One can discern basically four types of approaches to the Apocalypse in the 20th century. The first method is called the History of Religions method. This grows out of an important type of biblical criticism that developed in Germany at the end of the 19th century, the History of Religions school or "Religionsgeschichtelicheschule" (which I abbreviate RGS). As you may know, in the 19th century there was an increasing tendency to place NT texts in their historical context in terms of the history and development of early Christianity rather than in the purely theological context of the development of Christian doctrine, dogma, and theology. There was also parallel developments in the study of folklore and ethnology (think of the brothers Grimm) and the mythologies and cultures that lay behind classical texts such as Homer's Odyssey. The History of Religions school or RGS at Gottingen pushed the study of the relation of NT and early Christianity to its mythological parallels and antecedents in Ancient Near Eastern culture and religion. For the RGS method, explaining where religions ideas and images came from was most important.
One important RGS study of Revelation by Hermann Gunkel showed that there were elements in the text, in Revelation 12 in particular, that could not be explained purely in terms of biblical or Jewish and Christian motifs. He thought the passage contained ideas and images that could be traced back to the ancient Babylonian creation myth, the Enuma Elish. Gunkel then placed or "explained" (for himself, at least) the images in Revelation 12 in reference to a more ancient religious tradition. As you can imagine, the imagery of Revelation provides a host of opportunities for this sort of comparative work.
The second prominent interpretive strategy of the twentieth century is more explicty theological. Theological intepretations of Revelation stand in the mainline of the biblical interpretive tradition as ideas and images are explained by reference to the development of Jewish and Christian theology. But as you may know, Revelation has not been a favorite text of most theologians, who tend to prefer Paul and the Gospel of John to the Apocalypse's bizarre images and harsh theology. Rudolf Bultmann was merely following Luther when he dismissed Revelation as a Jewish text with a thin veneer of Christianity added to it (we could of course discuss why Bultmann thought it was bad to be Jewish!). The basic question in theological approaches is how the text fits with Christian theology; the approach is often orthodox or pietistic.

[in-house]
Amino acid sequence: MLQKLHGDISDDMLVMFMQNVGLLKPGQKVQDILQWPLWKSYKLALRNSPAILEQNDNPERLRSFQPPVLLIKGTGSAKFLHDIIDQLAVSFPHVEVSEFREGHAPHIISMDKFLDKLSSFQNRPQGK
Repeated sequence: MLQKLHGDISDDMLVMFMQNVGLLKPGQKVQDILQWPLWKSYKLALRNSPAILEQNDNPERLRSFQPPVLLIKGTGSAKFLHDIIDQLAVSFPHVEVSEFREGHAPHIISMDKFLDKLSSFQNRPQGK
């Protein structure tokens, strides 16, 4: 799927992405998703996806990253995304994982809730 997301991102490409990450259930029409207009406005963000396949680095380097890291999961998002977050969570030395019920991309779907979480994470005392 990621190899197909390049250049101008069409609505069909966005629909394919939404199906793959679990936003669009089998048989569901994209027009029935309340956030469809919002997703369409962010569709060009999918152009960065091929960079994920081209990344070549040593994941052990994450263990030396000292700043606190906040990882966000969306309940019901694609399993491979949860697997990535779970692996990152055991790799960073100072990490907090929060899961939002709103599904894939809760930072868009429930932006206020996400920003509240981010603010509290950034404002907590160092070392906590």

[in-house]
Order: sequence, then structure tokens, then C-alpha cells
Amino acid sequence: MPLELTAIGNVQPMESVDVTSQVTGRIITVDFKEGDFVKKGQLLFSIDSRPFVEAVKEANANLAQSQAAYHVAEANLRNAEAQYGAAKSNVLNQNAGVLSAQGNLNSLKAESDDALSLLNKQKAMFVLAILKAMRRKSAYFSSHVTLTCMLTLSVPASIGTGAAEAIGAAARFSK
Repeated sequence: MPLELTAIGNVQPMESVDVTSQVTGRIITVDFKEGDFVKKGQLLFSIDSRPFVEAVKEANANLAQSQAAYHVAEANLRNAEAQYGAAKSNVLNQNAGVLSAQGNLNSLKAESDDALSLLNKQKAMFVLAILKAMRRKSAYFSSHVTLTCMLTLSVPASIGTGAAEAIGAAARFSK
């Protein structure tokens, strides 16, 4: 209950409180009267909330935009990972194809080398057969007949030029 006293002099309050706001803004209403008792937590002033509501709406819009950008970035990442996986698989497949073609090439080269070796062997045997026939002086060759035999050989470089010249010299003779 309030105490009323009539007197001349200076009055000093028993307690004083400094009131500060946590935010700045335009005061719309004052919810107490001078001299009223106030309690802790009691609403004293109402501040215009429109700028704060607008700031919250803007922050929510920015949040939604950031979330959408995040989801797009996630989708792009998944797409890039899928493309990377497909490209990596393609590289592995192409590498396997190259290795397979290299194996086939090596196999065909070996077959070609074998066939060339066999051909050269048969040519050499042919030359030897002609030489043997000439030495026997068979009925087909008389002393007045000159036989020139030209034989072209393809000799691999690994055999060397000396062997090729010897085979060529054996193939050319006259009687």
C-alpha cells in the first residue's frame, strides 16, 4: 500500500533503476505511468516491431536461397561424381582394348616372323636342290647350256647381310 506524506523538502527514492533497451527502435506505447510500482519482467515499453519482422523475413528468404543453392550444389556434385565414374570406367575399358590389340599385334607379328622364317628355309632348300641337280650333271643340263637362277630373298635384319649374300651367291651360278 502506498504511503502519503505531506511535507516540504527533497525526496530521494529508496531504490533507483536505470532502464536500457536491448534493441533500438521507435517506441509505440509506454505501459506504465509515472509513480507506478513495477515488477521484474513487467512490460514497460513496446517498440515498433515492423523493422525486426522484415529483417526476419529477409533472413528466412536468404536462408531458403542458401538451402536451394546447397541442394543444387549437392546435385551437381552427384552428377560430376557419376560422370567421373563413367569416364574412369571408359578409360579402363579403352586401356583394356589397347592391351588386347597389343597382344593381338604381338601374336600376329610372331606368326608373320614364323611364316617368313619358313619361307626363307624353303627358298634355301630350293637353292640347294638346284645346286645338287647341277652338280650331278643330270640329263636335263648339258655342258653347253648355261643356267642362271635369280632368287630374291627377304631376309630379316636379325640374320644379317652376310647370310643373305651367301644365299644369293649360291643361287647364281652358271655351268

A third method of approach is social-historical and sociological. Sociological studies of Revelation and early Christianity have borrowed heavily from anthropological studies of Cargo Cults in the Pacific islands or other millenarian movements. It is interesting that such anthropological studies have been influenced by the book of Revelation; note the title of Kenelm Burridge's New Heaven, New Earth. Sociological researchers take these studies of millenarian or messianic groups in the twentieth century and apply the data to reconstructions of the early Christian communities. These studies raise the issue of commensurability, or whether modern scientific methods are applicable to other cultures or to situations with much less data. Scholars debate anthropological methodological issues such as functionalism as opposed to symbolic culture interpretation along the lines of Clifford Geertz. The basic question in sociological approaches is explaining how the text functioned within its community, social setting, or culture. This has been my own line of research, with an ideological-rhetorical bent. My particular interests are the constructions and expressions of power and dominance in the text and the late first or early second century Christian communities in Asia Minor, the Roman province where the Seven Cities of the Apocalypse were located.
A fourth method of interpretation of the book of Revelation is literary interpretation. This group has seen a number of interesting works, from D. H. Lawrence's Apocalypse to Austin Farrer's Jungian commentary to Frank Kermode's The Sense of an Ending to recent post-structural readings by Harold Bloom and Tina Pippin. Pippin and post-modern other scholars such as Catherine Keller and Stephen D. Moore have also raised ideological questions in their critical studies of the text in contempory contexts. Literary interpretations ask how the text functions or reads as literature. As you can imagine, the number of approaches are as vast as the "-isms" of literary criticism and the scholars. A text such as Revelation offers limitless interpretive possibilities for literary or mythological studies; it is, as Umberto Eco would say, an "open work."